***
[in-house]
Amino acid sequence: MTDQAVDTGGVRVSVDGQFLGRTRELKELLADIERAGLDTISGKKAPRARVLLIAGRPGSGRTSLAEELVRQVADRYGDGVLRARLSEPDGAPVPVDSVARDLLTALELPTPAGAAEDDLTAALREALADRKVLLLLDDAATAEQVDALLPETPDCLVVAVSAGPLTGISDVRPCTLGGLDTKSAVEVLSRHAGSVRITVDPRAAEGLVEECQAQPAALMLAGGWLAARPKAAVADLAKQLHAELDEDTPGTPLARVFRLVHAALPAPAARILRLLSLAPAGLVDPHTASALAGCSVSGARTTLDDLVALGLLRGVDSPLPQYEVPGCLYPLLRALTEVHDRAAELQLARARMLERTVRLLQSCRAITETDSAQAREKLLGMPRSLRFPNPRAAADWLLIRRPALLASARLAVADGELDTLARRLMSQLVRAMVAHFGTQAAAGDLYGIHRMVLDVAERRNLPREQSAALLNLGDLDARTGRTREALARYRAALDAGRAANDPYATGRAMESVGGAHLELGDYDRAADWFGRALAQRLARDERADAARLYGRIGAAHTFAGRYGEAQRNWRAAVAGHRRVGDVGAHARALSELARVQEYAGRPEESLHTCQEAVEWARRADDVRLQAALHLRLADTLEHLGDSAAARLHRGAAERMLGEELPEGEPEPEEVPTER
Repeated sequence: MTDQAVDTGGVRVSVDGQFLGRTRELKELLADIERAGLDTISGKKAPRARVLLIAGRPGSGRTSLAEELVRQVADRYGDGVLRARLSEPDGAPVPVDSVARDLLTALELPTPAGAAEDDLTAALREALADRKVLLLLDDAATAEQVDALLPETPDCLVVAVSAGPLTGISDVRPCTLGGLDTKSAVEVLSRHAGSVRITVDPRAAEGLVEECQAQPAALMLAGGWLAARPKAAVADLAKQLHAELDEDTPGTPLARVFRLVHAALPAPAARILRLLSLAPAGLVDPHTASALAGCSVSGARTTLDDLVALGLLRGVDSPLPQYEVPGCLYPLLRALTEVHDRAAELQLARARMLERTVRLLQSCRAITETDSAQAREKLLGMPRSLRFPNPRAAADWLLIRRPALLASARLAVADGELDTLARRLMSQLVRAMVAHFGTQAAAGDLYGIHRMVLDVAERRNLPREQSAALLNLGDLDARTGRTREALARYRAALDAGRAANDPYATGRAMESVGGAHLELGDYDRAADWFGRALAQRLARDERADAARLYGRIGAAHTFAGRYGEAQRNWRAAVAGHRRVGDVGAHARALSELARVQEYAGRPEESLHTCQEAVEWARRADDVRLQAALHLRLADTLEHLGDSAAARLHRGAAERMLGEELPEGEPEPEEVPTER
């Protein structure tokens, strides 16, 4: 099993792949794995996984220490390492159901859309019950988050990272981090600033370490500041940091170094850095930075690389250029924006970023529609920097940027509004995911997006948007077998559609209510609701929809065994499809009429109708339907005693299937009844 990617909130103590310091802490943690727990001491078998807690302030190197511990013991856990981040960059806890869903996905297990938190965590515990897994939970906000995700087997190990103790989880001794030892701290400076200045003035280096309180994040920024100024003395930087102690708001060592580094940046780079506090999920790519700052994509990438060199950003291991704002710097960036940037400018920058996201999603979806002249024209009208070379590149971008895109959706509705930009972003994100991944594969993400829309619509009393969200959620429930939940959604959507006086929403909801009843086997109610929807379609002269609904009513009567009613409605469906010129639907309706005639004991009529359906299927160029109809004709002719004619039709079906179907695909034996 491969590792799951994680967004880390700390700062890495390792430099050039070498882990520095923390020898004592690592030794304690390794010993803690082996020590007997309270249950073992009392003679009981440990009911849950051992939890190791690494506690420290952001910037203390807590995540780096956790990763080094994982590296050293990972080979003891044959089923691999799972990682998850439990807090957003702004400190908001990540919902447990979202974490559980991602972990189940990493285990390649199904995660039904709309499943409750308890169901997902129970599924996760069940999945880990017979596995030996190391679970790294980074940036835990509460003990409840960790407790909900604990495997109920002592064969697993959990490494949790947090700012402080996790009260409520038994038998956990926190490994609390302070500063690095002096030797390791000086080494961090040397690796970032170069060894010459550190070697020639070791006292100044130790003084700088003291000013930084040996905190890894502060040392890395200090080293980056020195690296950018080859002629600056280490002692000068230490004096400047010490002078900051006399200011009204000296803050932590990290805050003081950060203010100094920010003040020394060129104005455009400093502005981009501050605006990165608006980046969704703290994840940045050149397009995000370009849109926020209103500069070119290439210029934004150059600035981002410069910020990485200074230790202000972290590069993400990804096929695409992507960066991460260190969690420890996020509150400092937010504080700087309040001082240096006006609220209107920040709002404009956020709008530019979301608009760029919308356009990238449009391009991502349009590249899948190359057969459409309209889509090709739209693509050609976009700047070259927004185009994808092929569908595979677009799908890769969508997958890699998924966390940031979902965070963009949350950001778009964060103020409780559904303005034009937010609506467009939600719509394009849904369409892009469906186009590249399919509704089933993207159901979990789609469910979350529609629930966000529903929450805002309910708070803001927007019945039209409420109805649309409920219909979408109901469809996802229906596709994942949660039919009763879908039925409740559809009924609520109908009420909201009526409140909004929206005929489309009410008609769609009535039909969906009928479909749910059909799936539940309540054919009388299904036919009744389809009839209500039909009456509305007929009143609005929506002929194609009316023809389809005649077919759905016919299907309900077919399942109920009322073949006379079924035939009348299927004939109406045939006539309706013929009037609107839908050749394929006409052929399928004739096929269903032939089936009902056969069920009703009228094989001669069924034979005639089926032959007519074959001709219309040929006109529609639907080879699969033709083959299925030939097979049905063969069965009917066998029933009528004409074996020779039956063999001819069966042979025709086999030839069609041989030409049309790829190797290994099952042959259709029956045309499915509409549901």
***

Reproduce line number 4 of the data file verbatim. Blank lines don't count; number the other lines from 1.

């Protein structure tokens, strides 16, 4: 099993792949794995996984220490390492159901859309019950988050990272981090600033370490500041940091170094850095930075690389250029924006970023529609920097940027509004995911997006948007077998559609209510609701929809065994499809009429109708339907005693299937009844 990617909130103590310091802490943690727990001491078998807690302030190197511990013991856990981040960059806890869903996905297990938190965590515990897994939970906000995700087997190990103790989880001794030892701290400076200045003035280096309180994040920024100024003395930087102690708001060592580094940046780079506090999920790519700052994509990438060199950003291991704002710097960036940037400018920058996201999603979806002249024209009208070379590149971008895109959706509705930009972003994100991944594969993400829309619509009393969200959620429930939940959604959507006086929403909801009843086997109610929807379609002269609904009513009567009613409605469906010129639907309706005639004991009529359906299927160029109809004709002719004619039709079906179907695909034996 491969590792799951994680967004880390700390700062890495390792430099050039070498882990520095923390020898004592690592030794304690390794010993803690082996020590007997309270249950073992009392003679009981440990009911849950051992939890190791690494506690420290952001910037203390807590995540780096956790990763080094994982590296050293990972080979003891044959089923691999799972990682998850439990807090957003702004400190908001990540919902447990979202974490559980991602972990189940990493285990390649199904995660039904709309499943409750308890169901997902129970599924996760069940999945880990017979596995030996190391679970790294980074940036835990509460003990409840960790407790909900604990495997109920002592064969697993959990490494949790947090700012402080996790009260409520038994038998956990926190490994609390302070500063690095002096030797390791000086080494961090040397690796970032170069060894010459550190070697020639070791006292100044130790003084700088003291000013930084040996905190890894502060040392890395200090080293980056020195690296950018080859002629600056280490002692000068230490004096400047010490002078900051006399200011009204000296803050932590990290805050003081950060203010100094920010003040020394060129104005455009400093502005981009501050605006990165608006980046969704703290994840940045050149397009995000370009849109926020209103500069070119290439210029934004150059600035981002410069910020990485200074230790202000972290590069993400990804096929695409992507960066991460260190969690420890996020509150400092937010504080700087309040001082240096006006609220209107920040709002404009956020709008530019979301608009760029919308356009990238449009391009991502349009590249899948190359057969459409309209889509090709739209693509050609976009700047070259927004185009994808092929569908595979677009799908890769969508997958890699998924966390940031979902965070963009949350950001778009964060103020409780559904303005034009937010609506467009939600719509394009849904369409892009469906186009590249399919509704089933993207159901979990789609469910979350529609629930966000529903929450805002309910708070803001927007019945039209409420109805649309409920219909979408109901469809996802229906596709994942949660039919009763879908039925409740559809009924609520109908009420909201009526409140909004929206005929489309009410008609769609009535039909969906009928479909749910059909799936539940309540054919009388299904036919009744389809009839209500039909009456509305007929009143609005929506002929194609009316023809389809005649077919759905016919299907309900077919399942109920009322073949006379079924035939009348299927004939109406045939006539309706013929009037609107839908050749394929006409052929399928004739096929269903032939089936009902056969069920009703009228094989001669069924034979005639089926032959007519074959001709219309040929006109529609639907080879699969033709083959299925030939097979049905063969069965009917066998029933009528004409074996020779039956063999001819069966042979025709086999030839069609041989030409049309790829190797290994099952042959259709029956045309499915509409549901």